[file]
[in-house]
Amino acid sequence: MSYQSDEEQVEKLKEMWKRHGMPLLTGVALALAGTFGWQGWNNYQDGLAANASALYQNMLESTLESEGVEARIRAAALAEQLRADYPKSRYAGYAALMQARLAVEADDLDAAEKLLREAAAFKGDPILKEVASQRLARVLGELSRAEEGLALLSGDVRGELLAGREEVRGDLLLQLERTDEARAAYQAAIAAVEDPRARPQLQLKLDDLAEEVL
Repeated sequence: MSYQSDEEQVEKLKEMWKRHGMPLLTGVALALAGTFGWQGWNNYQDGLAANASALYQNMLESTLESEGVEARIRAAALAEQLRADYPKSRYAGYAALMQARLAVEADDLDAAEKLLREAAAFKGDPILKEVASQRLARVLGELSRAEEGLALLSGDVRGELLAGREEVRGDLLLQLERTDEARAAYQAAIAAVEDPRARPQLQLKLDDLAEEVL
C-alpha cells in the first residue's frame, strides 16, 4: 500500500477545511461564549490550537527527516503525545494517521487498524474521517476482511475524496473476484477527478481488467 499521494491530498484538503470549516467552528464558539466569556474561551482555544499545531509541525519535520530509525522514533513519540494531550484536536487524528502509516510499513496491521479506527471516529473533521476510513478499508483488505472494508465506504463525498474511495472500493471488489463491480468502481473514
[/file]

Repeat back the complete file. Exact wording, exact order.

[in-house]
Amino acid sequence: MSYQSDEEQVEKLKEMWKRHGMPLLTGVALALAGTFGWQGWNNYQDGLAANASALYQNMLESTLESEGVEARIRAAALAEQLRADYPKSRYAGYAALMQARLAVEADDLDAAEKLLREAAAFKGDPILKEVASQRLARVLGELSRAEEGLALLSGDVRGELLAGREEVRGDLLLQLERTDEARAAYQAAIAAVEDPRARPQLQLKLDDLAEEVL
Repeated sequence: MSYQSDEEQVEKLKEMWKRHGMPLLTGVALALAGTFGWQGWNNYQDGLAANASALYQNMLESTLESEGVEARIRAAALAEQLRADYPKSRYAGYAALMQARLAVEADDLDAAEKLLREAAAFKGDPILKEVASQRLARVLGELSRAEEGLALLSGDVRGELLAGREEVRGDLLLQLERTDEARAAYQAAIAAVEDPRARPQLQLKLDDLAEEVL
C-alpha cells in the first residue's frame, strides 16, 4: 500500500477545511461564549490550537527527516503525545494517521487498524474521517476482511475524496473476484477527478481488467 499521494491530498484538503470549516467552528464558539466569556474561551482555544499545531509541525519535520530509525522514533513519540494531550484536536487524528502509516510499513496491521479506527471516529473533521476510513478499508483488505472494508465506504463525498474511495472500493471488489463491480468502481473514